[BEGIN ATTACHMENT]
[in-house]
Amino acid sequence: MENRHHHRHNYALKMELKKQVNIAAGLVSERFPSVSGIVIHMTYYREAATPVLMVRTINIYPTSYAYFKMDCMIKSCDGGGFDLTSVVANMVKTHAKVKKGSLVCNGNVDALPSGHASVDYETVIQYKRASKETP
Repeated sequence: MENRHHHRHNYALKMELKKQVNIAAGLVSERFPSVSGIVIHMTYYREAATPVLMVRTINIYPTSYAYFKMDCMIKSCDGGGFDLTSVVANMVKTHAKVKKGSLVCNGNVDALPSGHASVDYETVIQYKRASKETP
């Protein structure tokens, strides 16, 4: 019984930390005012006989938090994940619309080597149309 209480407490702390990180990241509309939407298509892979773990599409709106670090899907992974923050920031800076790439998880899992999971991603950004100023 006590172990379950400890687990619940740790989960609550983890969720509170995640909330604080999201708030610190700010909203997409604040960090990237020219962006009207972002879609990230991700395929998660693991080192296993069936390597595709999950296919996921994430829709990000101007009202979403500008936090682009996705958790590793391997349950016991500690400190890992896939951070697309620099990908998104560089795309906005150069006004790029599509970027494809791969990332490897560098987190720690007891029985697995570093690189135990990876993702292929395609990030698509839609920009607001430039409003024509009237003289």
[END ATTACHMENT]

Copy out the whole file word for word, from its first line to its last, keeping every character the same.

[in-house]
Amino acid sequence: MENRHHHRHNYALKMELKKQVNIAAGLVSERFPSVSGIVIHMTYYREAATPVLMVRTINIYPTSYAYFKMDCMIKSCDGGGFDLTSVVANMVKTHAKVKKGSLVCNGNVDALPSGHASVDYETVIQYKRASKETP
Repeated sequence: MENRHHHRHNYALKMELKKQVNIAAGLVSERFPSVSGIVIHMTYYREAATPVLMVRTINIYPTSYAYFKMDCMIKSCDGGGFDLTSVVANMVKTHAKVKKGSLVCNGNVDALPSGHASVDYETVIQYKRASKETP
């Protein structure tokens, strides 16, 4: 019984930390005012006989938090994940619309080597149309 209480407490702390990180990241509309939407298509892979773990599409709106670090899907992974923050920031800076790439998880899992999971991603950004100023 006590172990379950400890687990619940740790989960609550983890969720509170995640909330604080999201708030610190700010909203997409604040960090990237020219962006009207972002879609990230991700395929998660693991080192296993069936390597595709999950296919996921994430829709990000101007009202979403500008936090682009996705958790590793391997349950016991500690400190890992896939951070697309620099990908998104560089795309906005150069006004790029599509970027494809791969990332490897560098987190720690007891029985697995570093690189135990990876993702292929395609990030698509839609920009607001430039409003024509009237003289």